This comic is about the time it takes for a request to be processed; a total of 1 second is devoted to automated processes, but 2-15 minutes or longer are devoted to a not-yet-automated process that is performed by a human.
Part of the humor comes from the fact that most, if not all, instances of a person copying and pasting data from one place to another could be trivially automated and included as part of the automated steps, if only a programmer could take the time to program the process. Having a human take several minutes to move data that a computer could move in fractions of a second is incredibly inefficient, and reflects the humorously poor optimization present in many routine processes.
The title text refers to SCAPDFATIAT, which is defined in the comic as Someone Copies and Pastes Data From a Thing Into Another Thing.
Because it requires a human worker to fully accomplish, in-between various other work commitments as well as possibly personal/non-work activities, it is plausible that (even if the copying was started promptly enough) the person involved will not have pasted onwards by the time their effective working day ends. It might be reasonable to assume that a job that ought to take no more than a few actual minutes thus is only 'guaranteed' to be concluded at some point the following working day (which may be a whole long weekend away, possibly including public holidays). The business will therefore state (e.g. in contractual service agreements) that the guaranteed response times are of the order of "within one working day". Even if they hope and expect that any request passed to their staff is handled within a much shorter timescale. If reliably capable of being fully automated (e.g. with a resilient and continually maintained server infrastructure), could be fulfilled almost instantly at any time of day or night. But it may be the need to keep an 'intelligent' human in the loop (as well as to "under-promise and over-deliver", rather than the reverse) that makes the concept of "next-working-day" a more attractive commitment to make.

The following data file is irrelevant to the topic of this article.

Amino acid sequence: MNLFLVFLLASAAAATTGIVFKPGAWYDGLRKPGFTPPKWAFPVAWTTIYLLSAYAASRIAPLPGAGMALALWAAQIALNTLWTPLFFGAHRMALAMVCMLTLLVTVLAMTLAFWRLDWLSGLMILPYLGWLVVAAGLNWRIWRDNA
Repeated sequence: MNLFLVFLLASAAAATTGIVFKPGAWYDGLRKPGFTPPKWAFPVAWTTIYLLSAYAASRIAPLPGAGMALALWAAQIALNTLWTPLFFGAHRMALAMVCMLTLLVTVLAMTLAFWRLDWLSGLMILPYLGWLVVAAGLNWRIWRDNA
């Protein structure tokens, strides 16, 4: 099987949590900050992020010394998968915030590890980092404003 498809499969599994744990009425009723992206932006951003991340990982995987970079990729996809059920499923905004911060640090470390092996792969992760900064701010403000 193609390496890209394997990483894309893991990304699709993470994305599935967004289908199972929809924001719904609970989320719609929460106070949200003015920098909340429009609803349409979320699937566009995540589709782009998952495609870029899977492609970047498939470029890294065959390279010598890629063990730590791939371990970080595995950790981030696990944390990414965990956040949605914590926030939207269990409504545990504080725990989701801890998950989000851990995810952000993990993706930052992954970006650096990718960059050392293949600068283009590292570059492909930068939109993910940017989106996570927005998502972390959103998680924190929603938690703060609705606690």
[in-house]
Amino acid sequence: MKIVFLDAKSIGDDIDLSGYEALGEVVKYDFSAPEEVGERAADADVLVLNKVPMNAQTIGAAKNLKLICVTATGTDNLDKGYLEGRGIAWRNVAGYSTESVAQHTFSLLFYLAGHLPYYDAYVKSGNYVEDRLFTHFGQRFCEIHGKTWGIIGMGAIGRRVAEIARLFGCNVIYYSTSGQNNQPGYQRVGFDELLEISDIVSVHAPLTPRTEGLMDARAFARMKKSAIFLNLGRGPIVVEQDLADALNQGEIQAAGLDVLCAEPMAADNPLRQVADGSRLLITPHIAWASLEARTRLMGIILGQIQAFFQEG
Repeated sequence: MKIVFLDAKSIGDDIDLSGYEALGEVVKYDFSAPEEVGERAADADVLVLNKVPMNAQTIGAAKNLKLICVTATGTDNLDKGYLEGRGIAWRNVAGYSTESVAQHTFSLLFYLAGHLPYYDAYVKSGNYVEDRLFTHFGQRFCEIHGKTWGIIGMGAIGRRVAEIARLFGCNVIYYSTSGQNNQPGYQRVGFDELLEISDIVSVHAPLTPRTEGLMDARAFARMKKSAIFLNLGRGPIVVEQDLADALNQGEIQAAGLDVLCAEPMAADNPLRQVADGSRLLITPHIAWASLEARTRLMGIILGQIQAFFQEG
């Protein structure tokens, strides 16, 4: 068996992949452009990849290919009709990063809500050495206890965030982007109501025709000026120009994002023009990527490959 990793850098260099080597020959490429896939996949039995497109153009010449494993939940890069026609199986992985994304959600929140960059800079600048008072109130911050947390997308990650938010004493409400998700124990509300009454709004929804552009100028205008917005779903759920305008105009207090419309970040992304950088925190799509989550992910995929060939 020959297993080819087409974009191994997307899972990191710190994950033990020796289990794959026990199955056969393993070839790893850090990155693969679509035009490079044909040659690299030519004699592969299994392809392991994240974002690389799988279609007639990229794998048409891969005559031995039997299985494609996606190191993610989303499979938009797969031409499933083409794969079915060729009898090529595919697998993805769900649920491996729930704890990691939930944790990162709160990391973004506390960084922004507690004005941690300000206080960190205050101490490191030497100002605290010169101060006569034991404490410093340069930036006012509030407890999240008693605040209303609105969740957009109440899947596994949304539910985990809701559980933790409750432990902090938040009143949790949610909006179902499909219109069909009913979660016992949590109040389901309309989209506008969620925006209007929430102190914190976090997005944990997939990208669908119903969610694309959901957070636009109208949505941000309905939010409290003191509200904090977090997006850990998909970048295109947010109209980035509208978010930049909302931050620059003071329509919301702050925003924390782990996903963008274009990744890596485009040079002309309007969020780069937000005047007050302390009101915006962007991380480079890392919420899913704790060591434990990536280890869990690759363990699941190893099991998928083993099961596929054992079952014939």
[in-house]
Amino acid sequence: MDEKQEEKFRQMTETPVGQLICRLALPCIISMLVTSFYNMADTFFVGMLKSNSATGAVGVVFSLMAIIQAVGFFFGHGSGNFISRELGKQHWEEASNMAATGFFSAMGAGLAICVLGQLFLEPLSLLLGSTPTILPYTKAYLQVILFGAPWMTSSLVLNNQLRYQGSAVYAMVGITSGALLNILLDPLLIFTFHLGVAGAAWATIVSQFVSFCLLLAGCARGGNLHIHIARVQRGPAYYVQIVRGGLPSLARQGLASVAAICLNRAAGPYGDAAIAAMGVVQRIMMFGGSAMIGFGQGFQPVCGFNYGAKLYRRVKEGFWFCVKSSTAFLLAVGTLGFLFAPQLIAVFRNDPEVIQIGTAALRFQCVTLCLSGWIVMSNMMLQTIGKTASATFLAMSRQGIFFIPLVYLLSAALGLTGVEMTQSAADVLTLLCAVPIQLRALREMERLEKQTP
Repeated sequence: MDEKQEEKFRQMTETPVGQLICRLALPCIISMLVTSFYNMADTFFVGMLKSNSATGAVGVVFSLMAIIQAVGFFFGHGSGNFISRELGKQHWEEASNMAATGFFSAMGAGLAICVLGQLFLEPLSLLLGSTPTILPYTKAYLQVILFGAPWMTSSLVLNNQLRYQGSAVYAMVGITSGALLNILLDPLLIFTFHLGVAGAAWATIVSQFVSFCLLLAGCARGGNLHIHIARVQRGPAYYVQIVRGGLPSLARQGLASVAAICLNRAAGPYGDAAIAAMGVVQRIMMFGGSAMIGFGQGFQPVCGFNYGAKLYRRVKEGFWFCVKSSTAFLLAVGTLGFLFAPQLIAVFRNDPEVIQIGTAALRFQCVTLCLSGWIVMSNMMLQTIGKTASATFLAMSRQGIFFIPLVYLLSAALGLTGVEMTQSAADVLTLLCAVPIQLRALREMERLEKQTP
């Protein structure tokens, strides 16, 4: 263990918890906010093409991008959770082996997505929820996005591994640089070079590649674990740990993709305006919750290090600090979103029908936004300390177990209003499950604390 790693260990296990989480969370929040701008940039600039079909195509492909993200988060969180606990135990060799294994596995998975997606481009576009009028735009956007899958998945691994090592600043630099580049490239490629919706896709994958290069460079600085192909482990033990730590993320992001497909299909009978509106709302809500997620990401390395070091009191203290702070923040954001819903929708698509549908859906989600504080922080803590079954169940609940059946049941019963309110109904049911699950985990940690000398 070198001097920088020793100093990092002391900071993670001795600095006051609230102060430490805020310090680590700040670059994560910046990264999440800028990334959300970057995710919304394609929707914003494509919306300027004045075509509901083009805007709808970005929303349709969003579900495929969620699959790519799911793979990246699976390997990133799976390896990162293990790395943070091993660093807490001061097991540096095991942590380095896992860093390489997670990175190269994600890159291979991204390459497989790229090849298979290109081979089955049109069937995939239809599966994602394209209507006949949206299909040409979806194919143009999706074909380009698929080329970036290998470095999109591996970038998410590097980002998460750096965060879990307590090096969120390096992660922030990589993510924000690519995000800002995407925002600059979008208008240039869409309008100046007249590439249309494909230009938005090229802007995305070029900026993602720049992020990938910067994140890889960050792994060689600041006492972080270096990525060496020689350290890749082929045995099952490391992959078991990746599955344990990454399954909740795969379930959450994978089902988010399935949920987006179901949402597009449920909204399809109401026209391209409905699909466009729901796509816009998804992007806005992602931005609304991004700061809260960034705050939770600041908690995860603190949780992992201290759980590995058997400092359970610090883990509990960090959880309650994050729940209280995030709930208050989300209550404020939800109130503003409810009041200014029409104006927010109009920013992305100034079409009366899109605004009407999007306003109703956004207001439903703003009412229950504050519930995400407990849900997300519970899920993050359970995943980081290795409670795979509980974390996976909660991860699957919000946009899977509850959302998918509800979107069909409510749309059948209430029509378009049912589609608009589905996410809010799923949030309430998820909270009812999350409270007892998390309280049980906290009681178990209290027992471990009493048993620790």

Ha! Welcome to my life. Just thought to check if there was a new xkcd yet (at 04:45, GMT) after spending the last five hours messing semi-manually with some geodata. Ok, the first three hours was in the text editor looking at the raw JSON file, and the next two was writing a Perl script to redo everything I had already done (and more, but not yet everything I will eventually want to do) without the fallible human element. Once the fallible human element has polished the script up to account for unforseen circumstances. 184.108.40.206 04:51, 8 January 2022 (UTC)
what is SCAPDFATIAT 220.127.116.11 (talk) (please sign your comments with ~~~~)
- OH what is says in the Comic 18.104.22.168 (talk) (please sign your comments with ~~~~)
- Right, Someone Copies and Pastes From a Thing Into Another Thing 22.214.171.124 05:36, 8 January 2022 (UTC)
I can relate to this. In fact, i use 2 computer screens just for that: I copy data from software X, screen 1 to quickly paste it into software Y, screen 2. 126.96.36.199 06:09, 8 January 2022 (UTC)
I suspect that "cumshots" in the last paragraph is either a (very lame) joke or an incidence of spam. Either way, please remove it! Thanks. 188.8.131.52 (talk) (please sign your comments with ~~~~)
- It was this IP, 184.108.40.206, that was the perpetrator, but it was undone less than 20 minutes later... :-) --Kynde (talk) 17:20, 9 January 2022 (UTC)
Often the reason for the SCAPDFATIAT step is that A Thing has no direct connection to Another Thing. So someone has to design a way for them to communicate to get the human out of the loop. Unless this process is done frequently, it doesn't reach the top of the priority list. Barmar (talk) 13:48, 8 January 2022 (UTC)
- There are tools for such automation (they're usually called either workflow or orchestration tools) and have been for decades, but they tend to be really fragile. If the services being orchestrated aren't aware of it, it is very easy for them to change things and break the coordination in a way that just fails silently. BTDT. --220.127.116.11 15:46, 8 January 2022 (UTC)